Gender politics from women’s point of view

Signe Arnfred, previously a researcher at NAI and currently Associate Professor at Roskilde University in Denmark has just published her new book: “Sexuality and Gender Politics in Mozambique: Rethinking Gender in Africa”. The book shows how insights from African feminist thinking may enhance understandings of gender, both in and beyond Africa. Signe argues that development policies for women should take into account the actual positions of power which women do command.

Three questions for Signe Arnfred.

1. In what ways have the assumptions about gender and gender relations, as articulated by Portuguese colonialism, Frelimo socialism and neo-liberal economic regimes, collided with the way in which women and men see themselves?
- The first thing to note is that assumptions about gender and gender relations have been very similar through these three – in political and economic terms very different – periods of Mozambican history. In spite of the differences, all regimes have seen women as subordinated and oppressed, not taking note of female positions of power, which are particularly prominent in northern Mozambique.

2. Are there any examples of resistance to the gender policies put forward by the above actors?
 - In the early 1980s, when I first made investigations in Mozambique, women of the north were very explicit in their critique of Frelimo, and of the OMM, the national women’s organization. They tried to make the OMM and Frelimo listen to their concerns, with little success. In later years, the resistance has been more in terms of foot dragging vis-ā-vis development initiatives, and a silent maintenance of double agendas: a hidden one rooted in local traditions, and a more open one following the politics of the day.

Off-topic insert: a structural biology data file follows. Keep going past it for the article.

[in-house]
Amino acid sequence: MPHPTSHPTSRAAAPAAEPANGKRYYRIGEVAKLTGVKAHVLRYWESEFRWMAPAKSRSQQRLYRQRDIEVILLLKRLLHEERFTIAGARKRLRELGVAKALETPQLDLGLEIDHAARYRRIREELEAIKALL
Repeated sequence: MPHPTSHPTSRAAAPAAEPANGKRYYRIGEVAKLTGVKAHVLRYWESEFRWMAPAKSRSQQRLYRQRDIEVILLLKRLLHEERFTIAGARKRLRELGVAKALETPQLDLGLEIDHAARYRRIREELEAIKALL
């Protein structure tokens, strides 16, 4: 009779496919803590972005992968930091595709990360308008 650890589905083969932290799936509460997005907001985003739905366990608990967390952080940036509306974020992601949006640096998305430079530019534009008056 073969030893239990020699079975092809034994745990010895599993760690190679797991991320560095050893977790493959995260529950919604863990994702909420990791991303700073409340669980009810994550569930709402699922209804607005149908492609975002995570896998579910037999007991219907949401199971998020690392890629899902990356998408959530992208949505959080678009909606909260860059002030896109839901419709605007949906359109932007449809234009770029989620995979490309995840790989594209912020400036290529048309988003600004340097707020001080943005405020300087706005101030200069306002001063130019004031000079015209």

3. What can we gain from a thorough investigation into gender relations in Mozambique?
- My point throughout the book is to investigate, expose and try to understand ‘the hidden agenda’ and cultural traditions from women’s points of view. In this way the book is an attempt to re-map African, in casu Mozambican, culture and tradition. ‘Culture’ in Africa, seen with Western eyes, has been interpreted as patriarchal and woman oppressive. The analysis in this book – informed and inspired by post-colonial African scholarship – shows that culture and tradition, differently understood, may include empowering messages for women.

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